It is generally conceded that review of judgment by statutory petition is not restricted by res judicata, but a petition to vacate or set aside a judgment or sentence brought under our post-conviction statute does not offer remedies which have previously been pursued to completion. Heflin v. United States, 358 U.S. 415, 79 S.Ct. 451, 3 L.Ed.2d 407 (1959); and Church v. Gladden, 244 Or. 308, 417 P.2d 993 (1966). Issues disposed of on a previous appeal from the judgment of conviction cannot be reviewed by post-conviction petition since such reviews have been barred under the doctrine of res judicata. North v. Cupp, 254 Or. 451, 461 P.2d 271, cert. den., 397 U.S. 1054, 90 S.Ct. 1396, 25 L.Ed.2d 670 (1969). See Kennedy v. State, Wyo., 443 P.2d 138 (1968). The Wyoming post-conviction statute does not afford relief from alleged errors for which remedies were available before and during the original trial. Munoz v. Maschner, supra.

In the original appeal, this court decided the search and seizure question and held that there was no error in failing to introduce evidence relating to the search. 3 We also disposed of the appellant's contention concerning the use of unlawful opinion-testimony. 4 The only issues raised here that were not disposed of in the direct appeal concerns the knowing-suppression-of-a-witness contention and the alleged violation of the defendant's Fifth Amendment rights.

Knowing Suppression of a Witness

The defendant talks about the State knowingly suppressing a witness and then recites rules of law and case authority to the effect that such knowing suppression violates due process. Of course it does under Brady v. Maryland, 373 U.S. 87, 83 S.Ct. 1194, 10 L.Ed.2d 215, 218; and Dodge v. State, Wyo., 562 P.2d 303 (1963), but the defendant does not make any showing in this record that the State is guilty of suppressing a witness. The record is exactly to the contrary. The following statement in the appellee's brief, which is supported by the record, is not contradicted by the appellant:

"The State did not prevent Henry Rudolph from testifying at Appellant's trial. The record shows that the prosecution diligently attempted to locate Henry Rudolph before the trial, but was unable to do so. On November 7, 1975, a subpoena for the witness' appearance at Appellant's trial on November 12, 1975 was issued. The subpoena was returned by the sheriff with the notation, " Not found in Laramie County. " On November 10, 1975 the prosecution moved for an order of arrest for a material witness pursuant to Rule 8(b) of the Wyoming Rules of Criminal Procedure. The order for the arrest of a material witness was issued by the trial court on November 10, 1975.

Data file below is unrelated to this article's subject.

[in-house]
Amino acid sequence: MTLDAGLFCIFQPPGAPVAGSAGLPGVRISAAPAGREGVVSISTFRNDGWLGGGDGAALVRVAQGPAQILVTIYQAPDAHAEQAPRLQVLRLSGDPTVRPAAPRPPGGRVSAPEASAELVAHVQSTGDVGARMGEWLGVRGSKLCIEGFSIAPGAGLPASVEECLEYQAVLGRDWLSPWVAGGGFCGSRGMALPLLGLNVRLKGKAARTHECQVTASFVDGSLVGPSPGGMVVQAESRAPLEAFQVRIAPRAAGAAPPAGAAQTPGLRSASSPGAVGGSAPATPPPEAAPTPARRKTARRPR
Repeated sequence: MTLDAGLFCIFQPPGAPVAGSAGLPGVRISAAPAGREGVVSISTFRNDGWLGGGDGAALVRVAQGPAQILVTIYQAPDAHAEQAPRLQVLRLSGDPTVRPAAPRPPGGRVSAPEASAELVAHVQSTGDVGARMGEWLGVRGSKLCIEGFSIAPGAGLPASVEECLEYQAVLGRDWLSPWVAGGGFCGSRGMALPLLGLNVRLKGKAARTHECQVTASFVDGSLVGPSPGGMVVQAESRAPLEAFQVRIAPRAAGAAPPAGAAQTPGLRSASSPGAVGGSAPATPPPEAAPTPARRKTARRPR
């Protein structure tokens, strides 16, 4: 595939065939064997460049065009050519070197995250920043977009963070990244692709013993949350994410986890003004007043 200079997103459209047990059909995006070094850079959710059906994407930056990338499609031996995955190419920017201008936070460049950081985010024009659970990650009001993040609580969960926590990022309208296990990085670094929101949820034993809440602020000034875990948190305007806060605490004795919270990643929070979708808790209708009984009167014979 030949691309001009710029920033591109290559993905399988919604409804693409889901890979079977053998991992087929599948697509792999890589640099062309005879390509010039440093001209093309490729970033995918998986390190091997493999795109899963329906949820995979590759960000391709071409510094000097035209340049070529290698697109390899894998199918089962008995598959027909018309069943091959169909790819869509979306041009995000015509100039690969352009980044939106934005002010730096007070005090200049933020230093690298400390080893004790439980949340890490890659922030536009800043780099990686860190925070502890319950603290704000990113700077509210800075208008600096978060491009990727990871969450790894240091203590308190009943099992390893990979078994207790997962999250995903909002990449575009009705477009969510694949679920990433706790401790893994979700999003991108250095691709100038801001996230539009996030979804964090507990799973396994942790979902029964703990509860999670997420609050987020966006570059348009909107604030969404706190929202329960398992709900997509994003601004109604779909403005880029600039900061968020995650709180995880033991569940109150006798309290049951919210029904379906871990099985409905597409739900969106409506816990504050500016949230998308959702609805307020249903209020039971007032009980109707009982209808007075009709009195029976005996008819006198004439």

Apparently the sheriff was unable to locate and arrest Henry Rudolph."

For the reasons stated, and, since the issue was not questioned at the trial-court level where it could and should have been raised, we find no merit in the appellant's position on this point.

Fifth Amendment Rights

It is contended that the trial court's request of the defendant that he "stand up and slide up your sweater sleeve" was a forced communication in the presence of the jury which violated the defendant's protection against self-incrimination. Keeping in mind the error-contentions urged by the defendant and the rules of law discussed above, the Fifth Amendment issue cannot now be raised if it could or should have been brought up in the appeal unless defendant was denied a fair trial through a failure or refusal to furnish him reasonable opportunity to prepare and present his case in circumstances where it would appear that a retrial could be expected to result in a different verdict and judgment.

Pitted against these requirements, the defendant's contention fails the test for the following reasons:

There is no indication in the record that the defendant did not have a fair opportunity to prepare and present his case, including an opportunity to prepare the law relative to his Fifth Amendment ...